Live Well Live Long is logically laid out, devoting chapters to all the major areas of the yangsheng tradition. A brief introduction to the definition of yangsheng is followed by an overview of the health challenges that today's society faces from chronic disease, with a cautionary reminder of the limits of medicine in trying to deal with the epidemics of obesity, diabetes, cardiovascular disease, cancer, depression and dementia. Concepts of constitution, inherited and acquired essence, gender, poverty, environmental factors, work, ignorance, medical treatment and even luck are introduced as determinants of how long we are likely to live and how healthy we are likely to be. The individual causes of disease are then explored further in relation to how they affect the balance of healthy and pathogenic qi, with constant reference to modern day studies that back up the traditional Chinese view. Chapters are then devoted to each of the main areas of yangsheng: cultivating the mind and emotions, diet (how and what to eat), exercise, sleep, affairs of the bedroom, pregnancy, childbirth and postpartum care, and care of children all gain extensive coverage, and are complemented by chapters on less obvious subjects such as alcohol, tea, nature, music and dance, old age and death.
The two chapters on diet are particularly thorough, yet not overly proscriptive, covering how and when to eat as well as what to eat. As well as the major food types, they also cover modern concerns such as gluten sensitivity and coeliac disease, healthy fats, excess sugar, as well as vegetarianism and research on pesticides and organic foods. The subject of exercise is similarly well treated, warning against excessive practices and espousing the virtues of softer forms of exercise that integrate strength and flexibility, mind and body, and that are particularly suitable after a certain age. The chapter on affairs of the bedroom succinctly covers the tradition of self cultivation through sexual practice without getting bogged down in specifics. A new perspective is offered here on male ejaculation as Deadman seeks to settle the age-old debate on whether or not men should 'spill their seed.' Modern day research is used to inform the debate, including reference to prostate cancer and erectile dysfunction, and also includes comment on the effect of pornography on health and libido.
The core concepts of Taijiao (foetal education), natural birth and 'doing the month' during postpartum care are covered in depth, offering key insights into the potential risks and opportunities for changing the health outcomes of both child and mother. This leads to an interesting discussion on John Shen's ideas about pregnancy being a 'gateway' time of life (together with puberty and menopause), when significant physiological change can lead to either ill health or growth and vibrancy. Other chapters are equally revealing, and reading through them gives one the sense that no stone has been left unturned in this exploration of health. Broader considerations of environmental health, pollution, sustainability, global health concerns, social justice and education are incorporated where necessary, adding a modern day context to traditional wisdom and reminding us that global stewardship is as much a part of yangsheng as self cultivation. Of particular interest is the fascinating discussion on the importance of the microbiome, complete with references to faecal transplants in the treatment of inflammatory bowel disease and mention of Ge Hong's infamous 'yellow soup' (a preparation of dried or fermented faeces). This is quite rightly nestled in the appendices along with discussions of detoxing, smoking, Chinese science, the history of Chinese health exercise and spirituality.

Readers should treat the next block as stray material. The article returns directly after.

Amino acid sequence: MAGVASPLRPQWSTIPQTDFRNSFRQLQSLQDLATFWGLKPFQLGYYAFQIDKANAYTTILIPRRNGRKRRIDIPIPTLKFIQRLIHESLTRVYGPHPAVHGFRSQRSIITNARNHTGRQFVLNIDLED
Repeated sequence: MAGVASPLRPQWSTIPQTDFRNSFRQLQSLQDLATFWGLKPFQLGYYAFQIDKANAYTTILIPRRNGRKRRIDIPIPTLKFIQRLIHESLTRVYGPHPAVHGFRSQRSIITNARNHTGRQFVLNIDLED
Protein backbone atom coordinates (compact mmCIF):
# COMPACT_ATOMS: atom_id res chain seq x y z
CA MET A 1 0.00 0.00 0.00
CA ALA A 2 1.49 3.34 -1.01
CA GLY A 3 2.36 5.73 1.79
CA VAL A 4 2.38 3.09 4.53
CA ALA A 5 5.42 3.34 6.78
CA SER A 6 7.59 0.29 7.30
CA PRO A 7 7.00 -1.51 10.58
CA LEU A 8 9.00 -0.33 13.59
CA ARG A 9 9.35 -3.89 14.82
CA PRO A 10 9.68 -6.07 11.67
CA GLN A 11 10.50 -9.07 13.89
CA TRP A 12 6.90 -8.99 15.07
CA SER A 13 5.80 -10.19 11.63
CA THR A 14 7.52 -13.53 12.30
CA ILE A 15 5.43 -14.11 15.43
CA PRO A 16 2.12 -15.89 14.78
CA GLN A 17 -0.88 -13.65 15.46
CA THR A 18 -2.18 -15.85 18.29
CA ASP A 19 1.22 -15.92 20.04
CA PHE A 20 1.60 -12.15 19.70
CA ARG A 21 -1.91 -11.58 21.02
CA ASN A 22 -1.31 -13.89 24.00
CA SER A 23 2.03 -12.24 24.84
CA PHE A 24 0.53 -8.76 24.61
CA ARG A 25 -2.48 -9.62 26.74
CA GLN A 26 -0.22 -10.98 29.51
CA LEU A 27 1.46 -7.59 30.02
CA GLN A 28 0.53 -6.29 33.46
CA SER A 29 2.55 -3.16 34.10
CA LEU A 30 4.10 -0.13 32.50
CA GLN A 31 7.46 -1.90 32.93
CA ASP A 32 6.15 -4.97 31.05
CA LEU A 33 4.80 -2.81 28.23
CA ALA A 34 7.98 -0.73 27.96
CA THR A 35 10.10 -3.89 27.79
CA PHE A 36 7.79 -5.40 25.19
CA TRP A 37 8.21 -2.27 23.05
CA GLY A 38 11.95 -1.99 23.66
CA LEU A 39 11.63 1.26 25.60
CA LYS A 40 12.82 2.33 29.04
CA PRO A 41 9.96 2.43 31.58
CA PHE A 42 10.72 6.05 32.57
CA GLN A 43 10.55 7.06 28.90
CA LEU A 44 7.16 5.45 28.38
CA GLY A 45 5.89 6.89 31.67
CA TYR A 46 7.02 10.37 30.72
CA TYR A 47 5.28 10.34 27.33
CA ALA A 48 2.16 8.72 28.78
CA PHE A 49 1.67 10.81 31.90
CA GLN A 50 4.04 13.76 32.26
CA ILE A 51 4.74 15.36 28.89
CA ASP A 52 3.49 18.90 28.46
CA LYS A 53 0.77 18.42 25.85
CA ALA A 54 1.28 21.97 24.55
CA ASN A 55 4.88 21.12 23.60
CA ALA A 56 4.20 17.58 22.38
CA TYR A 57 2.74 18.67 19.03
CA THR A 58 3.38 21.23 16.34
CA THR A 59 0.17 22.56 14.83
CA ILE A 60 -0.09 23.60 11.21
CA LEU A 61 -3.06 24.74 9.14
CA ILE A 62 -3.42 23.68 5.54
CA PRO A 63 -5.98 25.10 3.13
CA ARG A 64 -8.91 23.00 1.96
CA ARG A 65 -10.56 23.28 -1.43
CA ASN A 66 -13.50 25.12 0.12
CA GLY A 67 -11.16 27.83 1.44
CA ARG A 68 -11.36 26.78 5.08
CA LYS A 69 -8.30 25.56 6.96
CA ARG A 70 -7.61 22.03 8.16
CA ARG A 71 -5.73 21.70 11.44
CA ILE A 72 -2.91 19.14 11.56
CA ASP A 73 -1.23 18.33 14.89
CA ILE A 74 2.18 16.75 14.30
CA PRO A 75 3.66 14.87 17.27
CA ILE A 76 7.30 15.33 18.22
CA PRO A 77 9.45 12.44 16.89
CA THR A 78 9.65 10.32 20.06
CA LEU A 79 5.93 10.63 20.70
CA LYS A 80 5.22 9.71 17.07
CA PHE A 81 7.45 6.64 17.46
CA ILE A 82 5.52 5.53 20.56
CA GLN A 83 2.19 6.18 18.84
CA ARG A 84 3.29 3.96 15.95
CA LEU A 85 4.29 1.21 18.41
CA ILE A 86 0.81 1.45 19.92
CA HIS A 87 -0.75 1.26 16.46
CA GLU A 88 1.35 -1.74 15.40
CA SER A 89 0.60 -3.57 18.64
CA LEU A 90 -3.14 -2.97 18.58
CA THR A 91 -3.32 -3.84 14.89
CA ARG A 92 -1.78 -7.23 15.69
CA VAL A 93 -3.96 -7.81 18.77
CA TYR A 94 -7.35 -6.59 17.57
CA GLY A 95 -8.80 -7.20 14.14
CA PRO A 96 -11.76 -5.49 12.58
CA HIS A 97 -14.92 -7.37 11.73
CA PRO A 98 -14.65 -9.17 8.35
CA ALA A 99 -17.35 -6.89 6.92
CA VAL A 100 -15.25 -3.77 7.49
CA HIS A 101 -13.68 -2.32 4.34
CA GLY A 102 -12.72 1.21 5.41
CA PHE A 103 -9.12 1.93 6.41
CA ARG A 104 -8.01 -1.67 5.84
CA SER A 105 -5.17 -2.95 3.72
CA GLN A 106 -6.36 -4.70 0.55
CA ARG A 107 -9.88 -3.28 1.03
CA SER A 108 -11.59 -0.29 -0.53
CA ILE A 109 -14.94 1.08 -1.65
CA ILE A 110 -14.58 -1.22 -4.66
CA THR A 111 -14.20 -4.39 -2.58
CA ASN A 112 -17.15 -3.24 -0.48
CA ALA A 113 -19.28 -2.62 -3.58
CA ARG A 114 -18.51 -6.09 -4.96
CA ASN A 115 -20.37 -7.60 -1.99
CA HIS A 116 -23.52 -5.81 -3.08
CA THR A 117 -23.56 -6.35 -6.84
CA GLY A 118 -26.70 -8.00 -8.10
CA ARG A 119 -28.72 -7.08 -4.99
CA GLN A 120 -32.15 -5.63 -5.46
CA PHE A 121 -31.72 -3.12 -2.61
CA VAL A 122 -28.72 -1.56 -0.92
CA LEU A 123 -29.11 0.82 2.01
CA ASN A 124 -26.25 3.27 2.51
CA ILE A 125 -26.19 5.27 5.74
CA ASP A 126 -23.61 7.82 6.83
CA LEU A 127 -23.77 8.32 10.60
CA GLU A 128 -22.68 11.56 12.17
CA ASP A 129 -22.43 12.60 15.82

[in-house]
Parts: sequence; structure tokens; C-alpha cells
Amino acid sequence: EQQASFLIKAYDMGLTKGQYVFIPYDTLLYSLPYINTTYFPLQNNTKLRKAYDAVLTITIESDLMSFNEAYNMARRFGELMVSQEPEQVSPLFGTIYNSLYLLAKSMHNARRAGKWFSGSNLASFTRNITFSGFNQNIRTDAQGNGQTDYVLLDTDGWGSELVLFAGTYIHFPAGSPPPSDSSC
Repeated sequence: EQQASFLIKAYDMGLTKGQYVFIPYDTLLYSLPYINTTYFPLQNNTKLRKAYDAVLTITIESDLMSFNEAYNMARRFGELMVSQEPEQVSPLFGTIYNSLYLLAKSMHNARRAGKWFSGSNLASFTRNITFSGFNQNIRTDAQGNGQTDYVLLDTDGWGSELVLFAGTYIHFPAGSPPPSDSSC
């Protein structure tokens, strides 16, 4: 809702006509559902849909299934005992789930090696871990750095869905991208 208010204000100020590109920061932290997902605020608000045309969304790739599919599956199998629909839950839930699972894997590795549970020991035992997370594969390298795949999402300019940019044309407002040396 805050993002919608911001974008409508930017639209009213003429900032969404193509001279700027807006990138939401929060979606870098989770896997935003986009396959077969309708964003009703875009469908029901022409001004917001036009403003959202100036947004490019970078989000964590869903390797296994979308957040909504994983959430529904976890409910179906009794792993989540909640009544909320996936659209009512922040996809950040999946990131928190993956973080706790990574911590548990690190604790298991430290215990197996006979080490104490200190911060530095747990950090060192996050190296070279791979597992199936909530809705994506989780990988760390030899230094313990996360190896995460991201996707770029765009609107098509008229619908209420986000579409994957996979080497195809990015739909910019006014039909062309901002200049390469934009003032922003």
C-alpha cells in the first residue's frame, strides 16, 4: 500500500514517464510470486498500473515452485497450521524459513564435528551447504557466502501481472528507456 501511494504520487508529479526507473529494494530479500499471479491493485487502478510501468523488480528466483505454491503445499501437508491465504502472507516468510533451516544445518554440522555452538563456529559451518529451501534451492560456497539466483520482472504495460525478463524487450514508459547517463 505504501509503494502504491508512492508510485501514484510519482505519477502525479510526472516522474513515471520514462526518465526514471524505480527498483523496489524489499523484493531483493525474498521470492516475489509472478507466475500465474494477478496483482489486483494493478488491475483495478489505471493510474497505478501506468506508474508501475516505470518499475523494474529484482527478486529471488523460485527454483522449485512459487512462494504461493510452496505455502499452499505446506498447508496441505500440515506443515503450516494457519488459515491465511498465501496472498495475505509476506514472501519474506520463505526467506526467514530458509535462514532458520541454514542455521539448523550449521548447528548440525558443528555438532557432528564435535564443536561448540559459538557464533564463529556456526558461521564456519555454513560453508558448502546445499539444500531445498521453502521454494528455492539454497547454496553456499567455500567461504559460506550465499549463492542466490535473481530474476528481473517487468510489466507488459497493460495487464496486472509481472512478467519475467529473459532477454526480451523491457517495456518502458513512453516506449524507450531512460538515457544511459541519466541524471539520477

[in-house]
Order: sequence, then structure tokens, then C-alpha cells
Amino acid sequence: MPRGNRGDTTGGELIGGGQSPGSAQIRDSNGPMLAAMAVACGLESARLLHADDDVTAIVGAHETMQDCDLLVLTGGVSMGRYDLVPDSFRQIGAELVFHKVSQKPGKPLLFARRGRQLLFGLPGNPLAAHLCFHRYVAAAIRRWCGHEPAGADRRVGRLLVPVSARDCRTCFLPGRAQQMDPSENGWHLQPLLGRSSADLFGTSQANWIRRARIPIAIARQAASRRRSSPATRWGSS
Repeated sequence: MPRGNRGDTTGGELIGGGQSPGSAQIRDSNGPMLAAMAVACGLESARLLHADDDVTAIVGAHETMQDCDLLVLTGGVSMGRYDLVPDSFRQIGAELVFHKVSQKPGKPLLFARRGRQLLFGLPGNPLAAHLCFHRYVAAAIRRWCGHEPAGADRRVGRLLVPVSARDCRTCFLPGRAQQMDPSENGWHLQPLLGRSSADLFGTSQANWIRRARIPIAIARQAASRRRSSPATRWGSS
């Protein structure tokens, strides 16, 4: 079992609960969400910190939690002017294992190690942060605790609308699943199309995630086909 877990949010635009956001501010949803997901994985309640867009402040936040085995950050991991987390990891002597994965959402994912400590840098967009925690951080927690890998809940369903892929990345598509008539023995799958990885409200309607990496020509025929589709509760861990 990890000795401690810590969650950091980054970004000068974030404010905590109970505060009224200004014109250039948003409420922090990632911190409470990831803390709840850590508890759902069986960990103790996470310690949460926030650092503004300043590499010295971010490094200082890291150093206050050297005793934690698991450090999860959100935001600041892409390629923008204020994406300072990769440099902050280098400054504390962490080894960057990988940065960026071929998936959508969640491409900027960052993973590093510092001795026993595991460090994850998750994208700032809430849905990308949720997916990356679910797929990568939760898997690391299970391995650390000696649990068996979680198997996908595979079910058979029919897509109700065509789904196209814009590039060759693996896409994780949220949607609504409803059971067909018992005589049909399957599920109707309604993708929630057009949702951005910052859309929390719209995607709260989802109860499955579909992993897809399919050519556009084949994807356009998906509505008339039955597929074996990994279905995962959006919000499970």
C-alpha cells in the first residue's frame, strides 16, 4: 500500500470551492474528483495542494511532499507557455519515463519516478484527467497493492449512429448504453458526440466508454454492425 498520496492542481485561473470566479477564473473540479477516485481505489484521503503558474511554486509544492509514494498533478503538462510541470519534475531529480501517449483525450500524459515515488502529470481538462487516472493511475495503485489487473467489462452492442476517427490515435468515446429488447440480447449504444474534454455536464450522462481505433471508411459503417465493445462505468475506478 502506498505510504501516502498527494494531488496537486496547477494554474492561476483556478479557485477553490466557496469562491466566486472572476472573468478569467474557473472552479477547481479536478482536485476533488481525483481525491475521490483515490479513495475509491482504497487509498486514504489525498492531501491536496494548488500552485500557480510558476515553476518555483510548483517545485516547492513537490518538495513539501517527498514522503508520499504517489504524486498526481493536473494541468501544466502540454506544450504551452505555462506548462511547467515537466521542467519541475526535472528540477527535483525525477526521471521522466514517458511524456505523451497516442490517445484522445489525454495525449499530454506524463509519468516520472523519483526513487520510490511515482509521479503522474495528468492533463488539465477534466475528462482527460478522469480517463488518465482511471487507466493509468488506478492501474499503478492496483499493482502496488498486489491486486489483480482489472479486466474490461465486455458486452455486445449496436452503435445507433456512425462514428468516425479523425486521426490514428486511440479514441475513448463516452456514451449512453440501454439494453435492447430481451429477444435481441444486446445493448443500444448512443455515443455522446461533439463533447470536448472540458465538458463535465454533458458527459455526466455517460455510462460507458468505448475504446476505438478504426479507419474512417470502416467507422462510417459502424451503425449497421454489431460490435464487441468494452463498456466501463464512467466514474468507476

As one might expect, this book draws heavily from the huge list of references that follow each chapter. By the author's own admission, the reliance on research can make for heavy reading at times, but thankfully the text is cleverly punctuated with research summary boxes and the liberal use of quotes and excerpts from sources as diverse as the Neijing, the Daodejing, the writings of Sun Simiao, Hippocrates, Shakespeare and even A.A Milne's Winnie the Pooh. Their use pays respect to the classics and wisdom of old, while serving as a bridge between traditional thinking and modern day research, and illustrating that ultimately health considerations essentially have not changed much in 3000 years. This mixed format ensures that the reader feels a palpable connection between the past and present at every turn. Time and time again, Deadman successfully uses modern day research to confirm that, in almost all areas of life, a moderated, balanced and harmonious 'middle way' tailored to the individual has routinely been shown to foster better health outcomes than the extremes of behaviour that are all too common in today's busy lifestyles.
If I had to offer any criticism it would be that the text would benefit from the occasional illustration to break up proceedings. Deadman has also played it safe in avoiding even a cursory discussion on vaccinations, although given the current hostile climate surrounding the debate, this omission is understandable. In summary, there is much to like about this book. For practitioners it serves as validation of many of the principles upon which our medicine is based at a time when we are coming under attack for lack of robust 'evidence.' More importantly it confirms to us that the promotion of basic health maintenance is as important as the medicine that we offer. This book therefore serves as a valuable resource to draw from or refer patients to for continuation of their care.